People ask me an awful lot how I manage to stay organized in a small space. Usually my answer is that I stay organized in a small space in the same way that I would in a much larger space: namely by not having too much stuff to organize. But while that’s largely true, I realize that it might seem like an unsatisfactory answer. Even for someone who tries to keep her material goods in check, there’s still the question of wrangling and organizing what we do have and the wrangling of tiny things themselves can be particularly challenging. For me, a frequent solution is tiny bags. In packing for a weekend away and in keeping little things from spilling out of my kitchen cabinets, small cloth bags—typically of the variety that come for free with with gifts or clothing purchases—are probably my number one organizing secret. Not so secret anymore.
I keep one in the medicine cabinet with medicine and other things that would otherwise look cluttered and messy out on the shelf. I keep a collection of them in a kitchen cabinet where I use them to store everything from extra mason jar lids to wine bottle stoppers and extra cheese cloth and spice bags. There’s another one in my toiletry kit for stashing hair elastics. There’s a small zipped pouch with essential oils in a basket in the bathroom. And another one with nail polish. There are even slightly larger bags kept under the sink for housing plastic garbage pags and dishwasher detergent.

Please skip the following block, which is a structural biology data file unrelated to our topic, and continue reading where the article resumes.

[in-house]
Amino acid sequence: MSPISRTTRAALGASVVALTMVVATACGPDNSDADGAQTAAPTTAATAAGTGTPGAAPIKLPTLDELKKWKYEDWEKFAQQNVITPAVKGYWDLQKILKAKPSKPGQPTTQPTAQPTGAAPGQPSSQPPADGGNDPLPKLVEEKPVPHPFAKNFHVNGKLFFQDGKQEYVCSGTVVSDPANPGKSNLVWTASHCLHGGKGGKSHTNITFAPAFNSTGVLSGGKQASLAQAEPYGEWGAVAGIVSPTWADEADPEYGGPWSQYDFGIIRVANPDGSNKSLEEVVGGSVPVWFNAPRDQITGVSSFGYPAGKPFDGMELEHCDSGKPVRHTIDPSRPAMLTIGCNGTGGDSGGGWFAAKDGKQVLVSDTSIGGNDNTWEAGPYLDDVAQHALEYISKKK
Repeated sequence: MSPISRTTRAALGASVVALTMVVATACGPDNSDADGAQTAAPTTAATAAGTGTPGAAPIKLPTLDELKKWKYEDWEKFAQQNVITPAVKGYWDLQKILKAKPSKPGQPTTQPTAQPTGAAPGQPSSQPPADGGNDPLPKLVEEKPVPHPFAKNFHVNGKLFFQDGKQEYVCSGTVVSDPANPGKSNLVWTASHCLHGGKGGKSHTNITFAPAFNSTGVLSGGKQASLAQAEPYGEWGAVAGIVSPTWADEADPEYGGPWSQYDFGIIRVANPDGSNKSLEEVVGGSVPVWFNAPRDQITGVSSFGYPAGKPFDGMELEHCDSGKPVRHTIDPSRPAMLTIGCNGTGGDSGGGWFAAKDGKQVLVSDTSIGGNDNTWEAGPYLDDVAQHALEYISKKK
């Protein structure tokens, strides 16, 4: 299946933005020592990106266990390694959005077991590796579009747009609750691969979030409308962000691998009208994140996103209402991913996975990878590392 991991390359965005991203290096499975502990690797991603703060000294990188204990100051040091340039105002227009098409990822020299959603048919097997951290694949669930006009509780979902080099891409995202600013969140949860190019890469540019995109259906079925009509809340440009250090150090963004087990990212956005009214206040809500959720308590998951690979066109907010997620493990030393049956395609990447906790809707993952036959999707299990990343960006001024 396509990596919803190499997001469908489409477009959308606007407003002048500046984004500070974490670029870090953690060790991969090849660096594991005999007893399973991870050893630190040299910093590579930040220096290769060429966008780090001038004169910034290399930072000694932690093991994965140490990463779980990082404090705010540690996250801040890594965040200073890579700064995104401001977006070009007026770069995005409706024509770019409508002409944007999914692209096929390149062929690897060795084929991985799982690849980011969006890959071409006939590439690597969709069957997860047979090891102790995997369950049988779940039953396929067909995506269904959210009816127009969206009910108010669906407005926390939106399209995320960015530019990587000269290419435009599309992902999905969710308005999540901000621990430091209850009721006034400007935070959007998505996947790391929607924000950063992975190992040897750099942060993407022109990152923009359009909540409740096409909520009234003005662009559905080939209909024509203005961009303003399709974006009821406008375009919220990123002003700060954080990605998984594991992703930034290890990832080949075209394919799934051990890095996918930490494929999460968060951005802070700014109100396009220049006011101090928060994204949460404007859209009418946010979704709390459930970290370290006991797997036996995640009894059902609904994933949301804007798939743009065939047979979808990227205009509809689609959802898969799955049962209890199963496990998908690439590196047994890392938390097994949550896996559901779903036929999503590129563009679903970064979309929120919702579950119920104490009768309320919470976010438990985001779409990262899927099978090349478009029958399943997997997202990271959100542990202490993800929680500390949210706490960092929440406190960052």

For me, organizing without these kinds of catchalls requires too much commitment to keeping things perfectly lined up or beautiful enough to merit display. Little bags make it easier. Because I find that anything that gets tucked out of sight can end up getting lost (or unruly), the key for not having the bags become part of the problem themselves is to keep only like with like. Once I start using a single bag to store mason jar lids and extra spice bags and bottle stoppers, the likelihood that it will also trap other unwanted things seems to grow exponentially. But keeping one small bag filled only with mason jar lids keeps the number of them that accumulate in check and means that I always know where to find them.
In case you don’t have a stash of these bags handy, here’s a little set you can buy. (Though at 50/pack I’d suggest going in with a friend or five.)
If you’re hoping for something larger and lightweight, produce bags might do the trick. And
If you’re looking for something that’s a little more sturdy, these waxed canvas ones with a zipper would be awesome.
And definitely keep your eyes peeled: there are more of these bags floating around out than you’d think.
Tiny Apartment Survival Tips #1 – 125, RIGHT HERE.